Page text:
No more babies?
The 9 things you need to know before you sterilise.
 Female sterilisation is a permanent method of contraception for women. The procedure is permanent, immediate and irreversible. Sterilisation is only recommended for people who are sure they don't want to fall pregnant in the future. Sterilisation does not affect hormone production and will not cause early menopause. Becoming sterilised does not prevent sexually transmitted infections. After sterilisation a woman cannot become pregnant but can still enjoy a natural sex life.  The decision to be sterilised should not be made without discussing your options with your doctor.

1. What is female sterilisation?
Sterilisation is a simple procedure in which a surgeon blocks the fallopian tubes which carry the eggs from the ovaries to the uterus and is usually completed within twenty minutes. It is performed under conscious sedation where you will experience no pain during the procedure. No organs are removed, your ovaries carry on producing hormones and you continue menstruating. Your hormone production and libido should remain the same. Most women continue to have normal periods although 1 in 10 women find that their periods become heavier after sterilisation.

2. Who can be sterilised?
Other than already pregnant women, almost any woman can be sterilised - and every year thousands of women choose to be. However, surgeons are more willing to do it for women who are over 30 and who have had children.  The woman must meet certain medical criteria in terms of:
•    Weight
•    Blood pressure
•    Fibroids
•    Ovarian Cysts
•    Caesarians
•    Belly Fat, etc

3. What is done in the operation?
If you are certain of your decision, the operation itself is fairly simple. The Fallopian tubes (where the egg is fertilised by the sperm) are blocked by the surgeon in one of several ways, making egg transportation and fertilisation almost impossible.  Most sterilisation operations are conducted as day-cases. You will usually be sedated and the operation may well be done laparoscopically. (A few sterilisations are done under local anesthetic.)  A laparoscope is a thin metal 'camera' that is passed through a tiny incision in the tummy to let the surgeon see your tubes. An instrument is inserted through another small cut and this instrument places a clip or ring on each tube.  An operation where the Fallopian tubes are actually cut is less common these days. It is carried out through an incision in the abdomen or through the vagina.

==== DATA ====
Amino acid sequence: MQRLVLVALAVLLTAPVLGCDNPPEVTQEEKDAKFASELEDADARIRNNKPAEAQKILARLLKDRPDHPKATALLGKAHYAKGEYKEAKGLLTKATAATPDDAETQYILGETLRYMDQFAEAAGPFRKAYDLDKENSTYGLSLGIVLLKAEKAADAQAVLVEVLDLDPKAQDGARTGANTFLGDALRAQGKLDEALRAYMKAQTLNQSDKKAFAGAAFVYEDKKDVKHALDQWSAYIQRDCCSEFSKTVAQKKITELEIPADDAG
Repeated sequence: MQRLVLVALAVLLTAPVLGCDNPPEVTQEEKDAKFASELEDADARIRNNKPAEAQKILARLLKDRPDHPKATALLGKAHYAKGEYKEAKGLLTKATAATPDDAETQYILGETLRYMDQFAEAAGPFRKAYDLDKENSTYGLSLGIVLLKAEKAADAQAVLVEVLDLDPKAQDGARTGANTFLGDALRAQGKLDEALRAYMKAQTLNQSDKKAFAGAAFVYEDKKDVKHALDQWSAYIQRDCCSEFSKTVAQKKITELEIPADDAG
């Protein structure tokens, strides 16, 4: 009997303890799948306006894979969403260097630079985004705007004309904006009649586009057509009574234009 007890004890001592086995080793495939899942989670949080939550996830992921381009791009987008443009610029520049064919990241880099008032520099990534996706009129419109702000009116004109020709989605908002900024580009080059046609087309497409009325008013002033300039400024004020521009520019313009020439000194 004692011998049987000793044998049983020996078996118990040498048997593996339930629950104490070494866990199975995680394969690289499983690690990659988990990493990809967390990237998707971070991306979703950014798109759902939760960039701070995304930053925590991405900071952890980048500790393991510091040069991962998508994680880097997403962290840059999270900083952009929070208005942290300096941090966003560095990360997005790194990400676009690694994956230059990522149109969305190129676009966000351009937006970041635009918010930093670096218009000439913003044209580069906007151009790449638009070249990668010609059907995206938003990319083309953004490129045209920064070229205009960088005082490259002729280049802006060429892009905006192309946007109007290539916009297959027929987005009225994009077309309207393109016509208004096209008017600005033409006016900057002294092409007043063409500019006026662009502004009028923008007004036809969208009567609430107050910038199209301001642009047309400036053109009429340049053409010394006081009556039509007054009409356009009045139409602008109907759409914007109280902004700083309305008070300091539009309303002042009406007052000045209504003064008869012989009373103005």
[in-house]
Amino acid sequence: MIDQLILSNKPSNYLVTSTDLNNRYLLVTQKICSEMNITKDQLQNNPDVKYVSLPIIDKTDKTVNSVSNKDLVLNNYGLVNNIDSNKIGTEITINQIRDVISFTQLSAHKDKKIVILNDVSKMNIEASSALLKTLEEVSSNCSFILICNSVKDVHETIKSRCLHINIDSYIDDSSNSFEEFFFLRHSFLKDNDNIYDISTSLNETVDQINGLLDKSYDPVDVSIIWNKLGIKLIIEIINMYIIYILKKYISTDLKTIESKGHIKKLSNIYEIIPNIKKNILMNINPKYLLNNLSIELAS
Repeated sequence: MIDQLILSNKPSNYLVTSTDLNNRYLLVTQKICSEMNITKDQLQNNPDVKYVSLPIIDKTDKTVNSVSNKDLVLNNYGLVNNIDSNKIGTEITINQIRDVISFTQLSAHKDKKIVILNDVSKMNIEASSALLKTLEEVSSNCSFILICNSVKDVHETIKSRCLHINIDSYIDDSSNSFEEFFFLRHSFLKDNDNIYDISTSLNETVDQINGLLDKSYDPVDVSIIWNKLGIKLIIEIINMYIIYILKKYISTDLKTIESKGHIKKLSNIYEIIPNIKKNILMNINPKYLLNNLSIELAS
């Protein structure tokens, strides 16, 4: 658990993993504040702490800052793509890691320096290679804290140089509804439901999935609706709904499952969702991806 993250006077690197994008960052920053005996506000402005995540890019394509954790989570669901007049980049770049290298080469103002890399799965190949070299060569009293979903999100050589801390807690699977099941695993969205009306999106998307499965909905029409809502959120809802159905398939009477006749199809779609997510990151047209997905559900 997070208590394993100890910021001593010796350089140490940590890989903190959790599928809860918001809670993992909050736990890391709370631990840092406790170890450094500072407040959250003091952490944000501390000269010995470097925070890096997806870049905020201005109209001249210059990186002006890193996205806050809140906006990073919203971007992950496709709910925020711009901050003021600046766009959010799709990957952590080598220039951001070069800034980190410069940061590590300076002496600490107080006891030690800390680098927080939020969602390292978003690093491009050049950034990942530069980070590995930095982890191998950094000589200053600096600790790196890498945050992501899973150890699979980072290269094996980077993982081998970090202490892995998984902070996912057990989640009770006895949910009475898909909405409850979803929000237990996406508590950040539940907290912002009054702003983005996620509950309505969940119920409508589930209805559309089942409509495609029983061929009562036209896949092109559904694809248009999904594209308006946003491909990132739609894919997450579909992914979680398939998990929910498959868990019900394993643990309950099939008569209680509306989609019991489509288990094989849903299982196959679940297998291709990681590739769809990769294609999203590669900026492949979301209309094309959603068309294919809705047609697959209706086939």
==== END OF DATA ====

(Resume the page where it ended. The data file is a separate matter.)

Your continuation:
4. Can sterilisation be reversed?
Yes. There is an operation to reverse sterilisation, but no one should opt to be sterilised believing it can be reversed, as the results of reversal are still not very good.

5. What happens after the procedure?

Most women have some discomfort and pain that lasts for a few days. If pain lasts longer than a few days, contact your health worker straight away. It is recommended to take a week off from work to rest.

6. What happens to the egg after sterilisation?
The ovaries still release eggs, but because the fallopian tubes are blocked, the eggs are absorbed by the body.

7. Does sterilisation work immediately?
Sterilisation of women works immediately, but it's important that you're not already pregnant when the op is done. An IUCD is sometimes left in the uterus till the next period in case a fertilised egg is already present in it.

8. What is the risk of pregnancy after sterilisation?
Sterilisation is highly effective and the failure rate is considered to be less than 1%. Please note that every now and then a woman who has been sterilised does get pregnant. The risk is estimated at one in several hundred women.

9. How do you go about getting sterilised?

You should contact your GP. Most good doctors will want to discuss this issue with you in depth, as it is something that should be considered very carefully. The doctor should tell you about the operation, and about the associated risks. Also, most important, he or she should make it clear that sterilisation is not quite 100% effective against pregnancy.

Information supplied by Marie Stopes.

What do you think about sterilisation as an option for contraception?

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